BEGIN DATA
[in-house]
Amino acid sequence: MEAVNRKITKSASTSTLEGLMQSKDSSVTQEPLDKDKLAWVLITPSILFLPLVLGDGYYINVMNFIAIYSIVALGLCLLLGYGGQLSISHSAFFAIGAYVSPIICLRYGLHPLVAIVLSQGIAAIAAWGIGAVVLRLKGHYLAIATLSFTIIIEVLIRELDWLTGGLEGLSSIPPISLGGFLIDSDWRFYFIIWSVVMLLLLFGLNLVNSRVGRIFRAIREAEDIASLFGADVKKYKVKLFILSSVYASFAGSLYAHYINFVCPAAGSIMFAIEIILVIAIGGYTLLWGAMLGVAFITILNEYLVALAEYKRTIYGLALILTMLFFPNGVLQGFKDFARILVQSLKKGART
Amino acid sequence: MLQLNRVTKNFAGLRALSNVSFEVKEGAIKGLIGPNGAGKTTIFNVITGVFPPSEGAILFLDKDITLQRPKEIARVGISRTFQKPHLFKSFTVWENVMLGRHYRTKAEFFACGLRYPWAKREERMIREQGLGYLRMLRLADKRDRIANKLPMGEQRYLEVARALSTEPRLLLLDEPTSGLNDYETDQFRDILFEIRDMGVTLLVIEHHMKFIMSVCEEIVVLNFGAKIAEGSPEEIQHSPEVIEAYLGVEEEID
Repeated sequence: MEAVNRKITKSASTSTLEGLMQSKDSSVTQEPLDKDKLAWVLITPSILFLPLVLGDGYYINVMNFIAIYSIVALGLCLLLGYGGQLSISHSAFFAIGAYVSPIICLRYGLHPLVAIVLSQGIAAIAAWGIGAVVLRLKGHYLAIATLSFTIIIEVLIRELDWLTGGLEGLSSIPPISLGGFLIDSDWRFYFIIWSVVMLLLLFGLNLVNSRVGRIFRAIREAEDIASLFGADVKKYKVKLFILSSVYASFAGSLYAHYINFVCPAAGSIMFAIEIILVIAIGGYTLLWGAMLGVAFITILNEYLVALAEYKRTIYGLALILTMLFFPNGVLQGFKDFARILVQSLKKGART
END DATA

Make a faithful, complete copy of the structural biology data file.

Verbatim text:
[in-house]
Amino acid sequence: MEAVNRKITKSASTSTLEGLMQSKDSSVTQEPLDKDKLAWVLITPSILFLPLVLGDGYYINVMNFIAIYSIVALGLCLLLGYGGQLSISHSAFFAIGAYVSPIICLRYGLHPLVAIVLSQGIAAIAAWGIGAVVLRLKGHYLAIATLSFTIIIEVLIRELDWLTGGLEGLSSIPPISLGGFLIDSDWRFYFIIWSVVMLLLLFGLNLVNSRVGRIFRAIREAEDIASLFGADVKKYKVKLFILSSVYASFAGSLYAHYINFVCPAAGSIMFAIEIILVIAIGGYTLLWGAMLGVAFITILNEYLVALAEYKRTIYGLALILTMLFFPNGVLQGFKDFARILVQSLKKGART
Amino acid sequence: MLQLNRVTKNFAGLRALSNVSFEVKEGAIKGLIGPNGAGKTTIFNVITGVFPPSEGAILFLDKDITLQRPKEIARVGISRTFQKPHLFKSFTVWENVMLGRHYRTKAEFFACGLRYPWAKREERMIREQGLGYLRMLRLADKRDRIANKLPMGEQRYLEVARALSTEPRLLLLDEPTSGLNDYETDQFRDILFEIRDMGVTLLVIEHHMKFIMSVCEEIVVLNFGAKIAEGSPEEIQHSPEVIEAYLGVEEEID
Repeated sequence: MEAVNRKITKSASTSTLEGLMQSKDSSVTQEPLDKDKLAWVLITPSILFLPLVLGDGYYINVMNFIAIYSIVALGLCLLLGYGGQLSISHSAFFAIGAYVSPIICLRYGLHPLVAIVLSQGIAAIAAWGIGAVVLRLKGHYLAIATLSFTIIIEVLIRELDWLTGGLEGLSSIPPISLGGFLIDSDWRFYFIIWSVVMLLLLFGLNLVNSRVGRIFRAIREAEDIASLFGADVKKYKVKLFILSSVYASFAGSLYAHYINFVCPAAGSIMFAIEIILVIAIGGYTLLWGAMLGVAFITILNEYLVALAEYKRTIYGLALILTMLFFPNGVLQGFKDFARILVQSLKKGART